Any citation created before July 30, 2012 will labeled as a “Cited page.” New citations will be saved as cited passages, pages or articles.

We also added the ability to view new citations from your projects or the book or article where you created them.

Notes (0)
Bookmarks (0)

You have no saved items from this article

Project items include:
  • Saved book/article
  • Highlights
  • Quotes/citations
  • Notes
  • Bookmarks
Notes
Cite this article

Cited article

Style
Citations are available only to our active members.
Sign up now to cite pages or passages in MLA, APA and Chicago citation styles.

(Einhorn, 1992, p. 25)

(Einhorn 25)

1

1. Lois J. Einhorn, Abraham Lincoln, the Orator: Penetrating the Lincoln Legend (Westport, CT: Greenwood Press, 1992), 25, http://www.questia.com/read/27419298.

Cited article

Remedy and Reaction: The Peculiar American Struggle over Health Care Reform
Settings

Settings

Typeface
Text size Smaller Larger Reset View mode
Search within

Search within this article

Look up

Look up a word

  • Dictionary
  • Thesaurus
Please submit a word or phrase above.
Print this page

Print this page

Why can't I print more than one page at a time?

Full screen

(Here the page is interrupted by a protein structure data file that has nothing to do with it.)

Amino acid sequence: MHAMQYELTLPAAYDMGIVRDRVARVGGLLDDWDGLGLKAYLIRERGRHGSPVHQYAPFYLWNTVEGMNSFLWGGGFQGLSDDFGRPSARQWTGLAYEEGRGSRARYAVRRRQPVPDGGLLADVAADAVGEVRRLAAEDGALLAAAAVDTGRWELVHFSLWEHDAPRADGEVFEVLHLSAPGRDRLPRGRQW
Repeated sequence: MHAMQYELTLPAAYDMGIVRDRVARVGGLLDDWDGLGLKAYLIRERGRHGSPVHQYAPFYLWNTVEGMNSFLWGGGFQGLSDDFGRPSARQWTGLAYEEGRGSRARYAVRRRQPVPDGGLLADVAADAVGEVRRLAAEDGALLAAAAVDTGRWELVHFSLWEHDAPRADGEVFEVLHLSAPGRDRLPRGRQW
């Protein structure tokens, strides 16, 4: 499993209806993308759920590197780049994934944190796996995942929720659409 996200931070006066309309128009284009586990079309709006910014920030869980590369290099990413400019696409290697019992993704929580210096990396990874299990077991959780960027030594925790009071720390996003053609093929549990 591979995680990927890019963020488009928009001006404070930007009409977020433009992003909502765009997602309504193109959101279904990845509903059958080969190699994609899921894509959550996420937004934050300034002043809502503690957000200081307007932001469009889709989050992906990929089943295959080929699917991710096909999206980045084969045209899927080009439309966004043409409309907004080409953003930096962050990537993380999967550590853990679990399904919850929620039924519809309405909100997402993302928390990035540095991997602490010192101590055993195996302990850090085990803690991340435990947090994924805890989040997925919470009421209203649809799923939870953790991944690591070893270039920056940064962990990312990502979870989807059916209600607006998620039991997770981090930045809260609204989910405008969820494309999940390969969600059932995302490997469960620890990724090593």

matching results for page

Cited passage

Style
Citations are available only to our active members.
Sign up now to cite pages or passages in MLA, APA and Chicago citation styles.

"Portraying himself as an honest, ordinary person helped Lincoln identify with his audiences." (Einhorn, 1992, p. 25).

"Portraying himself as an honest, ordinary person helped Lincoln identify with his audiences." (Einhorn 25)

"Portraying himself as an honest, ordinary person helped Lincoln identify with his audiences."1

1. Lois J. Einhorn, Abraham Lincoln, the Orator: Penetrating the Lincoln Legend (Westport, CT: Greenwood Press, 1992), 25, http://www.questia.com/read/27419298.

Cited passage

Welcome to the new Questia Reader

The Questia Reader has been updated to provide you with an even better online reading experience.  It is now 100% Responsive, which means you can read our books and articles on any sized device you wish.  All of your favorite tools like notes, highlights, and citations are still here, but the way you select text has been updated to be easier to use, especially on touchscreen devices.  Here's how:

1. Click or tap the first word you want to select.
2. Click or tap the last word you want to select.

OK, got it!

Thanks for trying Questia!

Please continue trying out our research tools, but please note, full functionality is available only to our active members.

Your work will be lost once you leave this Web page.

For full access in an ad-free environment, sign up now for a FREE, 1-day trial.

Already a member? Log in now.